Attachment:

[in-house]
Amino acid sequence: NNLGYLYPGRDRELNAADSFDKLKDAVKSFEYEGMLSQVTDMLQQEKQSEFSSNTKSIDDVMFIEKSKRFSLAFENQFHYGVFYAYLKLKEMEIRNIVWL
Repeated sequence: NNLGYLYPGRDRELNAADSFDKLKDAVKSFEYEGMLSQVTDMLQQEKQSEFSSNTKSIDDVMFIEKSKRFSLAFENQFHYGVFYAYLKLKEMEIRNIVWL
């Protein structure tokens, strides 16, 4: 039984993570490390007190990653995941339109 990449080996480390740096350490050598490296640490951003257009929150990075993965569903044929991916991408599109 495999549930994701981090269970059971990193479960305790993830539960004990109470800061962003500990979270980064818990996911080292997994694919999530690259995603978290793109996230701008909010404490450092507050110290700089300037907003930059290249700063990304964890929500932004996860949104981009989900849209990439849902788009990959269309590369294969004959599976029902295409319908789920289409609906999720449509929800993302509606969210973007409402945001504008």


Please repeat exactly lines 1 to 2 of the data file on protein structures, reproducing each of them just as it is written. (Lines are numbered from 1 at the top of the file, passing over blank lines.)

[in-house]
Amino acid sequence: NNLGYLYPGRDRELNAADSFDKLKDAVKSFEYEGMLSQVTDMLQQEKQSEFSSNTKSIDDVMFIEKSKRFSLAFENQFHYGVFYAYLKLKEMEIRNIVWL